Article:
Modeling of Avalanche Breakdown in Silicon and Gallium Nitride High-Voltage Diodes using COMSOL®
For high-power semiconductor devices to function correctly, it is imperative to manage the electric fields inside of the device. This is typically done using an edge termination scheme such as guard rings or junction termination extensions. Edge terminations are used to spread localized electric fields to eliminate field crowding within the device. This will prevent premature breakdown, thus avoiding catastrophic destruction of the device. Simulations of the electric field profile inside of such devices at high applied bias provide insight into optimal design configurations. Using simulations tools prior to device fabrication dramatically decreases both cost and manufacturing time.
State-of-the-art research on power devices focuses on wide-bandgap materials such as silicon carbide (SiC) and gallium nitride (GaN). The high bandgap of GaN, 3.4 eV compared to 1.1 eV in silicon (Si), and the associated high critical electric field (> 4 MV/cm) result in theoretically predicted and experimentally confirmed performance levels superior to Si and SiC. Performance metrics of power diodes often cite Baliga’s figure of merit, which considers both the reverse breakdown voltage and the forward specific on-resistance of a device to determine its overall performance. However, GaN is a novel and challenging material to not only fabricate, but also to simulate.
In this work we report on simulations of vertical Si and GaN p-i-n diodes utilizing the Semiconductor Module in the COMSOL Multiphysics® software. The impact ionization generation and trap-assisted recombination models are used to predict breakdown characteristics in the device. A simple planar design, a design without edge termination, and a single guard ring device are demonstrated and compared. The planar junction device provides a convenient theoretical limit of the device performance. The device without an edge termination exemplifies the problem of field crowding and resulting early breakdown of a poorly designed device. In contrast, the single guard ring simulation shows the increased performance due to even a simple edge termination scheme. Important meshing concerns will be addressed, as will the difficulties associated with modeling GaN.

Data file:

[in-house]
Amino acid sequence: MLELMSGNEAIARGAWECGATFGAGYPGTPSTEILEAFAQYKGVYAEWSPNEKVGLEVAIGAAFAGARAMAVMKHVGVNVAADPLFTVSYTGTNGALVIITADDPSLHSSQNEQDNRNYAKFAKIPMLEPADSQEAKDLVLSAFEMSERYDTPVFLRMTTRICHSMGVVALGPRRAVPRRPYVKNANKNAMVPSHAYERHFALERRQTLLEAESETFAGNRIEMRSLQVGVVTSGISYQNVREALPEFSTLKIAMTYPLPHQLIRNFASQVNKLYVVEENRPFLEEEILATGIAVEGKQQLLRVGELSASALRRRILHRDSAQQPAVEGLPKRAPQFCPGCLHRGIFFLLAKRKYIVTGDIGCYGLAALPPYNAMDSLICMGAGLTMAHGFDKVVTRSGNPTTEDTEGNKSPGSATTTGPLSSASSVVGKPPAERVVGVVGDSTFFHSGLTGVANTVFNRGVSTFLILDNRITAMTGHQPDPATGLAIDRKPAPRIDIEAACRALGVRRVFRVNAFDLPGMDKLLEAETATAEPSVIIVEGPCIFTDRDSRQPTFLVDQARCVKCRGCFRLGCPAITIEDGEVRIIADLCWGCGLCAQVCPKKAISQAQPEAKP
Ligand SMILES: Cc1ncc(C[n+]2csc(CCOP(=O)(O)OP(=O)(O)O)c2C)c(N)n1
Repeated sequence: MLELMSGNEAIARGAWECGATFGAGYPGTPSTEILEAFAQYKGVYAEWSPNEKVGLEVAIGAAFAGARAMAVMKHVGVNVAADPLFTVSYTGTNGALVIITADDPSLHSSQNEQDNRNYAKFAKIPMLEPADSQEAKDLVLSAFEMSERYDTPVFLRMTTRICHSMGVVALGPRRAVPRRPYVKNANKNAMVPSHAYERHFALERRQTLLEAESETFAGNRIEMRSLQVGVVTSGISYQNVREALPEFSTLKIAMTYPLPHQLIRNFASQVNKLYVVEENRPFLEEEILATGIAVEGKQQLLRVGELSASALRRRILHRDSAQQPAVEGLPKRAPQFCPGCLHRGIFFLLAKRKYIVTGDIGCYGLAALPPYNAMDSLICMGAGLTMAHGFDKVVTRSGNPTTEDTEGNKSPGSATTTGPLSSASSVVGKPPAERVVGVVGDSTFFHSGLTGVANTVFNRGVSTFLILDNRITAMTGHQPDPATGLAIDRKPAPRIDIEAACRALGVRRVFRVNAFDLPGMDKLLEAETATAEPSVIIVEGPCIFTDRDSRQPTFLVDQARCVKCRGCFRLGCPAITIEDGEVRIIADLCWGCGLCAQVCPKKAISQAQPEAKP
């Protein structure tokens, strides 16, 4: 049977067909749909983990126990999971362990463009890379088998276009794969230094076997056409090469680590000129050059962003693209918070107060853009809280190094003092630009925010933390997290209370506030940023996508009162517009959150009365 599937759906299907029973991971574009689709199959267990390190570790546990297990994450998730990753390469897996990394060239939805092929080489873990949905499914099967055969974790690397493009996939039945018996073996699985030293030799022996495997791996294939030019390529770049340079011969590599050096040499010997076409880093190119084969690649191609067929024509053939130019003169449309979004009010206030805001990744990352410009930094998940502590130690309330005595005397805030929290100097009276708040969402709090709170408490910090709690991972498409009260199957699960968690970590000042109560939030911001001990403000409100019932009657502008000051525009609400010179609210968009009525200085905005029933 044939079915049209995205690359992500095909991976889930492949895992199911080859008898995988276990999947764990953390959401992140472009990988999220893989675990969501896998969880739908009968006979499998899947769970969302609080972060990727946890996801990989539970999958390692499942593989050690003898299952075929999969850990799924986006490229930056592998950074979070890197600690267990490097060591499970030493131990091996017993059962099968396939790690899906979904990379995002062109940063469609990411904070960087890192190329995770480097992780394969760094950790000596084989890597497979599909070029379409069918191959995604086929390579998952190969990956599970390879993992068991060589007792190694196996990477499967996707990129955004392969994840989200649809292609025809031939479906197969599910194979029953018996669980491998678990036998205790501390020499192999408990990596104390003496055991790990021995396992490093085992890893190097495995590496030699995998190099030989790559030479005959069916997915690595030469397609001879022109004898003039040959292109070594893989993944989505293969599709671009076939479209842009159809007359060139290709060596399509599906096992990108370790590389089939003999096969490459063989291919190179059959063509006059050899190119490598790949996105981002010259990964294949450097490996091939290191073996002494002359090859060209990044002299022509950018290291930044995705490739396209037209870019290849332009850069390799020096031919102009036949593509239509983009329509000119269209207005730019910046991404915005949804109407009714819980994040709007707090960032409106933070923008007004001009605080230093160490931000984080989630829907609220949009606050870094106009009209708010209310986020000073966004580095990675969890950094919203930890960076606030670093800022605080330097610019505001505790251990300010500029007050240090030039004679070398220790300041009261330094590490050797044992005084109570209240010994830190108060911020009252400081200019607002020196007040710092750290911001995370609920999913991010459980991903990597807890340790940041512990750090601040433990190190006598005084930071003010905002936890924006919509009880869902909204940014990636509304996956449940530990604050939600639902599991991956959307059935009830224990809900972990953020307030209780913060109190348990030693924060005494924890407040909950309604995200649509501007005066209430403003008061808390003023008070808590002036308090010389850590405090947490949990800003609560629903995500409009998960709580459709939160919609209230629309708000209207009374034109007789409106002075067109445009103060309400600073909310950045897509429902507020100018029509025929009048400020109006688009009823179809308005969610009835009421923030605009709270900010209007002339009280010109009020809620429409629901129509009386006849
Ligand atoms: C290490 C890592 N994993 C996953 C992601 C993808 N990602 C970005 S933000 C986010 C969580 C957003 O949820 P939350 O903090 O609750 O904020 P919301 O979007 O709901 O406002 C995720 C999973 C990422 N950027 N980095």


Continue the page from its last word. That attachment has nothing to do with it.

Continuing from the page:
These results are compared to results from SILVACO® TCAD, a mature semiconductor modeling software package (www.silvaco.com). For most parameters, the default COMSOL® material parameters are used. However, in both programs, custom impact ionization parameters are used to achieve the critical electric field of 4 MV/cm needed for GaN. Differences in software capabilities are addressed.
This paper describes objective technical results and analysis. Any subjective views or opinions that might be expressed in the paper do not necessarily represent the views of the U.S. Department of Energy or the United States Government. Sandia National Laboratories is a multimission laboratory managed and operated by National Technology & Engineering Solutions of Sandia, LLC, a wholly owned subsidiary of Honeywell International Inc., for the U.S. Department of Energy’s National Nuclear Security Administration under contract DE-NA0003525